Surgery for Recurrent Disease
Surgery has shifted from being a primary modality for the treatment of oropharynx and larynx cancer to being a salvage modality for recurrent disease. More patients are being treated with radiation or chemoradiation, and this is especially so in U.S. tertiary centers, said Randal Weber, MD, professor and department chair of head and neck surgery at M.D. Anderson Cancer Center. "So it's important that we select our patients very carefully for salvage, and that we appropriately apply the resources to care for these patients, because it can be quite intensive getting them through this safely," he said.
When it comes to salvage surgery, the pro is the results while the con is that many patients are not even eligible. Dr. Weber outlined the checklist he goes through to decide if a patient can undergo surgery.
Presented by DR. RANDAL WEBER
|•||Candidates for favorable surgical salvage should have a disease-free interval after initial therapy and no recurrent neck disease.|
|•||Tumors must be completely extricated on salvage surgery because margins can impact long-term disease control.|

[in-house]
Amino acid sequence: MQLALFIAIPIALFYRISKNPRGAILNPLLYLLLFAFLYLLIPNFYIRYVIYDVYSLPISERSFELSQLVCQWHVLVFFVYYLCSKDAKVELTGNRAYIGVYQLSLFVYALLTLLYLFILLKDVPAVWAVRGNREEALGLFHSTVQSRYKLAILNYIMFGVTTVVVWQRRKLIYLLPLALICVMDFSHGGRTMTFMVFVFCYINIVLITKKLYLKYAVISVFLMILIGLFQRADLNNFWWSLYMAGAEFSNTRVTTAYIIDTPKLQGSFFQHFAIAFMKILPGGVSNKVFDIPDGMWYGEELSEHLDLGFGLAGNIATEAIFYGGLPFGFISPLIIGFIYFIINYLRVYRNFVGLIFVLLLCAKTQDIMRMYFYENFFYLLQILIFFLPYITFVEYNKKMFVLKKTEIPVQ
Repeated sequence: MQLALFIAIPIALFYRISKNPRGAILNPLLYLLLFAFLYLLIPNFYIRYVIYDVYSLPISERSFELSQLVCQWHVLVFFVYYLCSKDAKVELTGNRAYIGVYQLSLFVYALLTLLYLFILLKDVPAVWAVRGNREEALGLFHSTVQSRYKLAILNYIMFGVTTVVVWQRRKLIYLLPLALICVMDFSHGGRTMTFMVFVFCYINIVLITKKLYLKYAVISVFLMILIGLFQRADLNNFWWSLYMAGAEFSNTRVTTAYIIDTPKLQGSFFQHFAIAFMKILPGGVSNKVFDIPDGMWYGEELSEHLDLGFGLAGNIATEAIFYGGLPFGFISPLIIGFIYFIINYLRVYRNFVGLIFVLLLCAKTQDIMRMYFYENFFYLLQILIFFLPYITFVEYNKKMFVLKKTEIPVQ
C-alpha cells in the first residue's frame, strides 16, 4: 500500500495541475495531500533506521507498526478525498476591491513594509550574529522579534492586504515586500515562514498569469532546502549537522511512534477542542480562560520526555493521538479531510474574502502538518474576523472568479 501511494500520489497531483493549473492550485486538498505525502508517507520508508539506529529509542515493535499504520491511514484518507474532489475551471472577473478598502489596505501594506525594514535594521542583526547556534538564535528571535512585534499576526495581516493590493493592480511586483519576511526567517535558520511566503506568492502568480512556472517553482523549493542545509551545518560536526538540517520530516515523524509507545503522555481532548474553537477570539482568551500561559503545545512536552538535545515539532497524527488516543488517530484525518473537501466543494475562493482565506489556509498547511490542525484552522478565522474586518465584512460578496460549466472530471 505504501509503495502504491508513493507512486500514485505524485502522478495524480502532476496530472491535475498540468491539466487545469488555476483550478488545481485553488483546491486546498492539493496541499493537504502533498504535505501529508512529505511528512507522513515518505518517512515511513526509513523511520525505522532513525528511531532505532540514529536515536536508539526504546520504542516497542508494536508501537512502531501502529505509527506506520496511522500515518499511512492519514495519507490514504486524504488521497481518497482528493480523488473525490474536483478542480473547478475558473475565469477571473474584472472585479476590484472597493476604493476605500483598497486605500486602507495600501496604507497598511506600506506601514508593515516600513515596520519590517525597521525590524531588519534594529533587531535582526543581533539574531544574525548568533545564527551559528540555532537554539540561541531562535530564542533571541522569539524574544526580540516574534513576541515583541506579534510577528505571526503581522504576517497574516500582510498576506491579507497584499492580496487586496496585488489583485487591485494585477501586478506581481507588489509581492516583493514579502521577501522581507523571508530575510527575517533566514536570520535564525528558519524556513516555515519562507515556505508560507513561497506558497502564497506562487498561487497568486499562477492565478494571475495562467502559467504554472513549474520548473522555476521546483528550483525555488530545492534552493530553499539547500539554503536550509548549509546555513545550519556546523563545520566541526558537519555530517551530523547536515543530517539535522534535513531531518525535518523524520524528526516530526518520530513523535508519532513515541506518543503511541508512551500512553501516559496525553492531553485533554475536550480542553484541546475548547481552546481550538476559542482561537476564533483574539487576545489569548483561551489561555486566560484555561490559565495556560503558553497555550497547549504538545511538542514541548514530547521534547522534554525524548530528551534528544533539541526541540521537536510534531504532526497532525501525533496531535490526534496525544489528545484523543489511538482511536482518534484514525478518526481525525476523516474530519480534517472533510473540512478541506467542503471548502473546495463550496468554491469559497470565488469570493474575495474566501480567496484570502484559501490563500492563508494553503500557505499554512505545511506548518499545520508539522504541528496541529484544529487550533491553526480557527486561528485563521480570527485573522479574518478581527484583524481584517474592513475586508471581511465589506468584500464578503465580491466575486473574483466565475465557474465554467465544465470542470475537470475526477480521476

|•||For patients with recurrent laryngeal cancer after radiation or chemoradiation, surgical resection is preferable to re-irradiation. For recurrence in the oropharynx, re-irradiation is generally the first line of treatment.|
"Performance status here is very important," he said. "You really must exclude patients with serious, comorbid conditions. These operations are associated with a 3% to 5% mortality rate, prolonged hospitalization, and wound problems." Another issue to consider is cure vs palliation: Surgery may extend survival but patients may also experience functional problems such as difficulties with swallowing and speech, he said.
Also, can the disease be completely resected? "Do not do debulking procedures. If you don't think that you can completely resect the tumor with microscopically clear margins, you're not going to achieve a long-term disease control in those patients," Dr. Weber said.